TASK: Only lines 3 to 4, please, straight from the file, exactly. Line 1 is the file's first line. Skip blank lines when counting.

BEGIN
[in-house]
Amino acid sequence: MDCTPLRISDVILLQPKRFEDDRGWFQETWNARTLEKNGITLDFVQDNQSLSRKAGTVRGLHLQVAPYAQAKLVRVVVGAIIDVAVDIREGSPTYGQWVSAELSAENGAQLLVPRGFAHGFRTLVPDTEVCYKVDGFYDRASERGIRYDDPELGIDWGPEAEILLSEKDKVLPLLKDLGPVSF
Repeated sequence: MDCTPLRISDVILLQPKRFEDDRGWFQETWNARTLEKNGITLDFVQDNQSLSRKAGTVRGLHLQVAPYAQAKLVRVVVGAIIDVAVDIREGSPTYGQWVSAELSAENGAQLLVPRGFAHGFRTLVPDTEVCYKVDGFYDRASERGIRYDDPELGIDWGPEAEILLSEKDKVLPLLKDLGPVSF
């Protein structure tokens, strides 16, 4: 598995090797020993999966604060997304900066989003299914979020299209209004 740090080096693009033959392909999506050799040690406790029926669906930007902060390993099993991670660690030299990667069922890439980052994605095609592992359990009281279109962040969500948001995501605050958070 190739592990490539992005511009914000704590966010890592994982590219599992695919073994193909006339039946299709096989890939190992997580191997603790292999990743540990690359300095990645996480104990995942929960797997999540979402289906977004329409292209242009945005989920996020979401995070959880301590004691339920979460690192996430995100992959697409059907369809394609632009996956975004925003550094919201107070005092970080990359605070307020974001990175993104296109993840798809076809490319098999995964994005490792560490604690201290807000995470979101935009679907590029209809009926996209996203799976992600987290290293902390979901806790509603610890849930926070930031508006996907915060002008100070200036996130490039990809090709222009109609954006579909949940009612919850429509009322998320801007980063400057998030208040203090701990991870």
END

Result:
Repeated sequence: MDCTPLRISDVILLQPKRFEDDRGWFQETWNARTLEKNGITLDFVQDNQSLSRKAGTVRGLHLQVAPYAQAKLVRVVVGAIIDVAVDIREGSPTYGQWVSAELSAENGAQLLVPRGFAHGFRTLVPDTEVCYKVDGFYDRASERGIRYDDPELGIDWGPEAEILLSEKDKVLPLLKDLGPVSF
């Protein structure tokens, strides 16, 4: 598995090797020993999966604060997304900066989003299914979020299209209004 740090080096693009033959392909999506050799040690406790029926669906930007902060390993099993991670660690030299990667069922890439980052994605095609592992359990009281279109962040969500948001995501605050958070 190739592990490539992005511009914000704590966010890592994982590219599992695919073994193909006339039946299709096989890939190992997580191997603790292999990743540990690359300095990645996480104990995942929960797997999540979402289906977004329409292209242009945005989920996020979401995070959880301590004691339920979460690192996430995100992959697409059907369809394609632009996956975004925003550094919201107070005092970080990359605070307020974001990175993104296109993840798809076809490319098999995964994005490792560490604690201290807000995470979101935009679907590029209809009926996209996203799976992600987290290293902390979901806790509603610890849930926070930031508006996907915060002008100070200036996130490039990809090709222009109609954006579909949940009612919850429509009322998320801007980063400057998030208040203090701990991870």